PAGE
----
Another highlight is climbing the 32 rungs on a cable and rope ladder to the first spar on the foremast. There, a small platform holds four climbers who can linger for a five-minute look around. 

On our cruise, the climb was in such high demand that extra sessions had to be worked into the schedule. The bird's-eye view of the ship from 30 feet above the deck makes the slightly vertiginous climb worthwhile.

'Something different to do'

Our sailing departed from Benoa, on the island of Bali, and headed east to Lombok, Sumbawa and Komodo in the Indonesian archipelago, where we spent a good deal of our time snorkeling in coral gardens off the beaches.

East of Bali, underwater exploration via island hopping

My Star Clipper cruise in Indonesia started in and returned to Bali, but most of our time was spent near Lombok and other locations eastward in the archipelago, and in particular at various gilis. Read More

The 170 passengers were a mixed group, both by nationality and otherwise. About half were German speakers, with smaller groups from the U.K., the Netherlands, France, Belgium and Mexico as well as an escorted group of 18 Japanese seniors. About 15 to 20 of us hailed from the U.S. or Canada.

There were a half-dozen families with kids ages 6 to 18, a gay couple, a fair number of middle-aged couples and some seniors.

Veronica Thaanum, one of a pair of American women in their mid-30s on an annual girlfriend getaway, said she found the cruise while trolling through a Travelzoo ad and was intrigued by the small-ship experience.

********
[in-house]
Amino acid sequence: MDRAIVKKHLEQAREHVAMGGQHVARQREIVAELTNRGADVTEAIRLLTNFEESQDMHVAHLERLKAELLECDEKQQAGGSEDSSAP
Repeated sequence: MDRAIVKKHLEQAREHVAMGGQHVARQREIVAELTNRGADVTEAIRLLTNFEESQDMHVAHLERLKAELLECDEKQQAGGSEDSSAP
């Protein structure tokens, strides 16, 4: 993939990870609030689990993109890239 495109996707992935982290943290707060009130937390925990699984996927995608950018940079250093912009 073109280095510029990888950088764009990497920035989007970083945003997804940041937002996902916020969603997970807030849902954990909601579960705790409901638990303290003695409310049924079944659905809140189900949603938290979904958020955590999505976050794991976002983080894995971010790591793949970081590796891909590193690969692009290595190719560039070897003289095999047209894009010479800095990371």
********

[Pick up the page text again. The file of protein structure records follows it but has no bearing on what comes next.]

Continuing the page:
Another U.S. passenger, Tippi Kuba, a flight attendant from Staten Island, said she and her husband have already been to Thailand and Tahiti, so the Indonesian itinerary was new.

"It was really exotic and something different to do," said Kuba, in her 50s. It was her first cruise with Star Clippers.

When it comes to the layout of the Star Clipper, it is much like a river cruise vessel at sea. Cabins are on two decks, with a few premium cabins on the top deck. There is a single restaurant, which can feel a bit tight when full. Social life revolves around a single indoor/outdoor bar and piano lounge, where the best WiFi reception is also found. There are two small pools, a library and a tiny shop.

The ship’s piano lounge, the center of onboard social life.
The ship’s piano lounge, the center of onboard social life. Photo Credit: TW photo by Tom Stieghorst

On such a small ship, guests get to know most of the crew. I found the dining service style to be business-like, but some might consider it abrupt. Servers have to hustle at dinner to keep up.

Not available but not missed: a casino, spa or gym. The day at sea on the Star Clipper was kind of a throwback to earlier cruising, with low-key activities such as a knot-tying class, a piano lounge sing-along or instruction on how to read a sea chart.

Blessed with good weather, our week's voyage was smooth, but there's definite motion sailing in and out of Benoa, which is exposed to long swells from the Indian Ocean.